Steven Plitt, Expert Witness Steven Plitt, Expert Witness
Insurance Bad Faith Claim Handling Expert Serving Clients Nationwide

January 2019 Archives

A Pedestrian's Being Struck By A Motor Vehicle Did Not Give Rise To "Occupancy" During The Sequence In Which The Pedestrian Was In Physical Contact With The Vehicle

In Hahn v. GEICO Choice Insurance Co., 420 P.3d 1160 (Alaska 2018), the Alaska Supreme Court held that UIM benefits did not extend to a person falling on an insured vehicle after it struck him. In this case, the insured was sitting on his motorcycle while stopped at a traffic signal. The tortfeasor's vehicle struck the insured's motorcycle, throwing the insured backward onto the tortfeasor's vehicle's hood, windshield, and roof. The motorcyclist then landed on the pavement. Focusing on the "upon" language in the GEICO UIM coverage, the motorcyclist attempted to argue that he was an occupant of the tortfeasor's vehicle which was insured by GEICO.

A Pedestrian's Being Struck By A Motor Vehicle Did Not Give Rise To "Occupancy" During The Sequence In Which The Pedestrian Was In Physical Contact With The Vehicle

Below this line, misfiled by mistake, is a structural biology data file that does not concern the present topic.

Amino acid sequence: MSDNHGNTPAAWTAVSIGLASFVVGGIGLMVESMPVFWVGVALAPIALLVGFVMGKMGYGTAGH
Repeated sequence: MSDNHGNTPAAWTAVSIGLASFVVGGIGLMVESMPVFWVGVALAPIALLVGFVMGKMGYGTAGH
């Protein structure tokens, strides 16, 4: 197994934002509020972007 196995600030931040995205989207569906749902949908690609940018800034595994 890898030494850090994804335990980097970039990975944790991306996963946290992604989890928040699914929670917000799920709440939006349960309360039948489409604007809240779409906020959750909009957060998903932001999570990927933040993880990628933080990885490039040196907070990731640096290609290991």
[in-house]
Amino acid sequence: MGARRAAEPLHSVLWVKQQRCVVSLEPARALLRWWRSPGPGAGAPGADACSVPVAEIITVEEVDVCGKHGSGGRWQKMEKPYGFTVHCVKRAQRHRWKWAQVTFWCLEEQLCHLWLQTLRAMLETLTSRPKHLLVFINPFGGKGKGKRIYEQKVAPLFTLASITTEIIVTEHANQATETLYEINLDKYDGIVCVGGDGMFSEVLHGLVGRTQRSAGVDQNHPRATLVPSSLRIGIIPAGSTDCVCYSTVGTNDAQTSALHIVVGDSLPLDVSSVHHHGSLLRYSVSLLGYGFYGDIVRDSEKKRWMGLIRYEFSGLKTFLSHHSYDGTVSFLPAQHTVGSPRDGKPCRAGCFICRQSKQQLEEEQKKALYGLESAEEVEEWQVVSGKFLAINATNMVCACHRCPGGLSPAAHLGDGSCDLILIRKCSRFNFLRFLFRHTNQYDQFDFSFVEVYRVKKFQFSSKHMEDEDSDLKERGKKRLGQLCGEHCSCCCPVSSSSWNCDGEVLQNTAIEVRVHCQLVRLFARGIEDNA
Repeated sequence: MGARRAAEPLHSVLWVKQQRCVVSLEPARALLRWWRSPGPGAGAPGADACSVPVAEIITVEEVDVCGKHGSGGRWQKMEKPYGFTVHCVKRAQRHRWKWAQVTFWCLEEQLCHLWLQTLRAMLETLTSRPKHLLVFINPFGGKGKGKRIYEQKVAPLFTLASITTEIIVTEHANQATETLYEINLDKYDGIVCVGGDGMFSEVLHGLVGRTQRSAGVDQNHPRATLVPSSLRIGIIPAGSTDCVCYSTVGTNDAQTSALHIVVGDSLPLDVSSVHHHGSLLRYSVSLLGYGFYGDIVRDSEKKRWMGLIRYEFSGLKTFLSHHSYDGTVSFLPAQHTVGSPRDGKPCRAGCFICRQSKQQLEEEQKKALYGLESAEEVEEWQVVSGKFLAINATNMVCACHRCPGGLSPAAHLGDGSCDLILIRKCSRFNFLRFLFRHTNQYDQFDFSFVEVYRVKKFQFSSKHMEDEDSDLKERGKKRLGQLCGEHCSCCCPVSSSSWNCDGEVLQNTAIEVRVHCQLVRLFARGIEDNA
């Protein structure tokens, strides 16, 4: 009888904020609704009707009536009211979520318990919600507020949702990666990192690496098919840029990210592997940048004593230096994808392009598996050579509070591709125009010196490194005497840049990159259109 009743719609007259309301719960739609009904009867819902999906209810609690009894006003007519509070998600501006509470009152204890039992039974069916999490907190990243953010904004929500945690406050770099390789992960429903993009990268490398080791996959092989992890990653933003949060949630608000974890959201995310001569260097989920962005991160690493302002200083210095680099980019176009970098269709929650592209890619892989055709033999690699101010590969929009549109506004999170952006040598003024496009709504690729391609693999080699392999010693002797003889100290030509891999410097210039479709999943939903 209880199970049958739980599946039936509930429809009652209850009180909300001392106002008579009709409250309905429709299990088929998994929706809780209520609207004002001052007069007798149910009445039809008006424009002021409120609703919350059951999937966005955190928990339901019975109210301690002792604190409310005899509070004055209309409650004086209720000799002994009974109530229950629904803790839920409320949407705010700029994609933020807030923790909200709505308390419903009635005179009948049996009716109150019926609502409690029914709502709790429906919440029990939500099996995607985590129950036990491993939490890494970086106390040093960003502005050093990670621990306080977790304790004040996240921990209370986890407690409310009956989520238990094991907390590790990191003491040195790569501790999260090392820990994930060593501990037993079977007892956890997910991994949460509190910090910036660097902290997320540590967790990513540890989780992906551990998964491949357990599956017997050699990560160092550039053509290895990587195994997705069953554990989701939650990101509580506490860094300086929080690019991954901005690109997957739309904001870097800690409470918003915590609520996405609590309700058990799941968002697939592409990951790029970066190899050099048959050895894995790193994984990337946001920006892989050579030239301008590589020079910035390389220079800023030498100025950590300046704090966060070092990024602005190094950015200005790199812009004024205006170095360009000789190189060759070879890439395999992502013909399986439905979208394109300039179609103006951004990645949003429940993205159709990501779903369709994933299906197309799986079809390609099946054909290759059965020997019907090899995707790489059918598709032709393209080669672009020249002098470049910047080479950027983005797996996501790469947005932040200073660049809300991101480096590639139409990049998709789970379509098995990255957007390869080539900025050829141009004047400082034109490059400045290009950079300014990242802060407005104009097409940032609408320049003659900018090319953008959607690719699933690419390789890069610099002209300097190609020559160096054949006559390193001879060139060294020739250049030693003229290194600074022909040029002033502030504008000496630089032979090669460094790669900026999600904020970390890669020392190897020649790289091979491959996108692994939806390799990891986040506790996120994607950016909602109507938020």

In Hahn v. GEICO Choice Insurance Co., 420 P.3d 1160 (Alaska 2018), the Alaska Supreme Court held that UIM benefits did not extend to a person falling on an insured vehicle after it struck him. In this case, the insured was sitting on his motorcycle while stopped at a traffic signal. The tortfeasor's vehicle struck the insured's motorcycle, throwing the insured backward onto the tortfeasor's vehicle's hood, windshield, and roof. The motorcyclist then landed on the pavement. Focusing on the "upon" language in the GEICO UIM coverage, the motorcyclist attempted to argue that he was an occupant of the tortfeasor's vehicle which was insured by GEICO. The Alaska Supreme Court found this argument to be unreasonable. The Court found that the policy insured covered persons who were actually occupying the vehicle, and not persons who happened to be "upon" the insured vehicle. According to the Court, the concept of "occupying" meant "in, upon, getting into, or getting out of" in accordance with the policy's language. When the phrase was read in context rather than in isolation, the term "upon" was a subset of "occupying." The Court found that no reasonable person would come to the conclusion that the fortuity of where a person's body bounced enroute to being thrown to the pavement allowed for UIM coverage attachment.

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